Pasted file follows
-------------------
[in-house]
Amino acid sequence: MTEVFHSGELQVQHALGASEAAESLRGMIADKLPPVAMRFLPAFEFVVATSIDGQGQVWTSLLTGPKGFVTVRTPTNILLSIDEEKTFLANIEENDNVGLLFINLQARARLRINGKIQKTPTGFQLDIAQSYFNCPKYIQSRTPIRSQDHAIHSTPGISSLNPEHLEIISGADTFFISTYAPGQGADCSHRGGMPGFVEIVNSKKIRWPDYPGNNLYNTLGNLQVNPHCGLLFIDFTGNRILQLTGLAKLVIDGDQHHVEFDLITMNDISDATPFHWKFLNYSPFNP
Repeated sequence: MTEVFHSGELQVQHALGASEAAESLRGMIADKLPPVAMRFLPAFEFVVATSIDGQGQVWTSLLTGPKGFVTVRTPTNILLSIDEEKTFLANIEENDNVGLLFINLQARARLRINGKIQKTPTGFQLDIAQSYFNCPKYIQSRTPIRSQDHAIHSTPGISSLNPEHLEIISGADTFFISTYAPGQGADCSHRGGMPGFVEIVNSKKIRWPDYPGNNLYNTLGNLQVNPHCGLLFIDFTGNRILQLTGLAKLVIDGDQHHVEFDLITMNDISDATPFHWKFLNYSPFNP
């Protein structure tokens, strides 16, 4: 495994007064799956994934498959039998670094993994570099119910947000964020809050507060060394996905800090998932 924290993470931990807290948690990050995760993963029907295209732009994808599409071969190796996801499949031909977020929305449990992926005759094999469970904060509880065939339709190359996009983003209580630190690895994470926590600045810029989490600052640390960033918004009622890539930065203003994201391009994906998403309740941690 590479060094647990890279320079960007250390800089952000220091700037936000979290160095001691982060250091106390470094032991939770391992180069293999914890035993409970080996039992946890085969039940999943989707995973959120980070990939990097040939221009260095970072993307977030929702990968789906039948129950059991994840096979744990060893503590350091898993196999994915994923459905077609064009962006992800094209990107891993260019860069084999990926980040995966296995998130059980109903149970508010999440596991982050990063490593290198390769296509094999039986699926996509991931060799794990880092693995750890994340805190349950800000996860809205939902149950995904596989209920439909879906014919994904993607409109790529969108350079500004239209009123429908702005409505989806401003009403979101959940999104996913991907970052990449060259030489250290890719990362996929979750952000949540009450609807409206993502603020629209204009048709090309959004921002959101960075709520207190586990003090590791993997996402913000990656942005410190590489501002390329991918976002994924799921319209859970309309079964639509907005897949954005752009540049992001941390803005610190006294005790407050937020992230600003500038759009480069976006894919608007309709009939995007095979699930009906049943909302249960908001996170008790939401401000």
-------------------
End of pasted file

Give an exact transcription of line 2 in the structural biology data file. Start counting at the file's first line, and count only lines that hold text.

Amino acid sequence: MTEVFHSGELQVQHALGASEAAESLRGMIADKLPPVAMRFLPAFEFVVATSIDGQGQVWTSLLTGPKGFVTVRTPTNILLSIDEEKTFLANIEENDNVGLLFINLQARARLRINGKIQKTPTGFQLDIAQSYFNCPKYIQSRTPIRSQDHAIHSTPGISSLNPEHLEIISGADTFFISTYAPGQGADCSHRGGMPGFVEIVNSKKIRWPDYPGNNLYNTLGNLQVNPHCGLLFIDFTGNRILQLTGLAKLVIDGDQHHVEFDLITMNDISDATPFHWKFLNYSPFNP